29 Nov 2018

29th November 2018: Final day, Prickly Bay!

Yes we're finally heading north today for St Lucia after three and a half weeks at anchor in Prickly Bay getting things sorted on board. After a frantic scramble yesterday we're ready (we think!) or at least as ready as we can be. Despite a last minute failure of a battery charger on Sunday evening, a great Trinidadian marine electrician worked miracles yesterday fitting it and the ampmeter. So now we can charge the batteries and see how full they are as well.

Our neighbours from home cruised into Grenada for the day on Tuesday and we had a fun few hours on board, showing them Tumi and our lifestyle and catching up on the news from home. We're meeting up with Mum in St Lucia for the day on Sunday and will be collecting the things we either forgot or couldn't fit into our bags from her. Hence the push to sail up there.

I'm pleased to report my toe is making a good recovery and I'm going for a walk this morning before we sail. It's been very frustrating!!

We're both looking forward to actually sailing today, our first time since March. Hope we can remember how!

24 Nov 2018

24th November 2018 Prickly Bay

Well, what a week! We have finally got the better of the power anomaly by scrapping the dodgy MPPT controller and getting our money back, and replacing it with a different one that we can manage via Bluetooth, and can see at any time how much energy is being pushed into the batteries. The spiking on the circuit has disappeared so we are much happier with that.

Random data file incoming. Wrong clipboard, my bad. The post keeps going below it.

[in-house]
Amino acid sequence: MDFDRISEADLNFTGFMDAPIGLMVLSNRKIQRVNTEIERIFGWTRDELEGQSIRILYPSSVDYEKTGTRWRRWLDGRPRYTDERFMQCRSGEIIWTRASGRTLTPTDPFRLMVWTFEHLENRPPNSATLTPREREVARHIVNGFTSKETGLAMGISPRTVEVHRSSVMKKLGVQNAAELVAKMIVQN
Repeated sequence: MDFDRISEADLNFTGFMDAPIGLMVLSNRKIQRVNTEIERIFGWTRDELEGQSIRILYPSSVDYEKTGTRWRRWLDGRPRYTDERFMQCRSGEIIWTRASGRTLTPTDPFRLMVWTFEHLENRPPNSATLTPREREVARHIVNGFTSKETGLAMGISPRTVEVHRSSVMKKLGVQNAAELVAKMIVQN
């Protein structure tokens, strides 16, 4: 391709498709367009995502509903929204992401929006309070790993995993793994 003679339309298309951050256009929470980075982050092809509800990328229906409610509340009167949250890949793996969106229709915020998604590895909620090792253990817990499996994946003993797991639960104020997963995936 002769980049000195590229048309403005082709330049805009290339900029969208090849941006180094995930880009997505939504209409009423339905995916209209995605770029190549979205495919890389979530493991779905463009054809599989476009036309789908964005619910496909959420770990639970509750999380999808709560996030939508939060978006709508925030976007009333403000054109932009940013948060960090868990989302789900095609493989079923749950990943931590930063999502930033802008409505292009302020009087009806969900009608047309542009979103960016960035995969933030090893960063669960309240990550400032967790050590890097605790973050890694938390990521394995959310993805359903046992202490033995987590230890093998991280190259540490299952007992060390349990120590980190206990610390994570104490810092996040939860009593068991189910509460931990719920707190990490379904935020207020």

The Thanksgiving lunch on Thursday was great fun, a potluck affair where everyone made a side dish and the venue roasted the turkeys ... in a pizza oven! There were competitions for trimming boats with extra flags and we won a prize!

We both are too much and followed that up yesterday with lunch and dinner out! So much for any weight loss!!

Yesterday afternoon Debra damaged a toe getting into the dinghy when the painter (that's the rope we use to tie the dinghy to the boat or a dock) got in between her toes and bent one sideways. Her foot is now black and blue and swollen and in need of some reiki treatment to ease the pain. We won't be doing too much walking in the next few days.

Actually, today is the first day in ages that we don't need to do anything, and so that's exactly what we are going to do, nothing!

Our neighbours from Chagford are arriving in Grenada on Tuesday, so we will spend the day with them, then on Wednesday or Thursday we will have the last two bits of equipment fitted, and then we are out of here sailing!

We will head up to Carriacou and clear customs and immigration there, take advantage of the duty free fuel once we clear out and fill up the Jerry cans and fuel tank. From there we will head north, maybe stop into Bequia for the night, flying the quarantine flag, then continue up to St Lucia.

21 Nov 2018

21st November 2018 Prickly Bay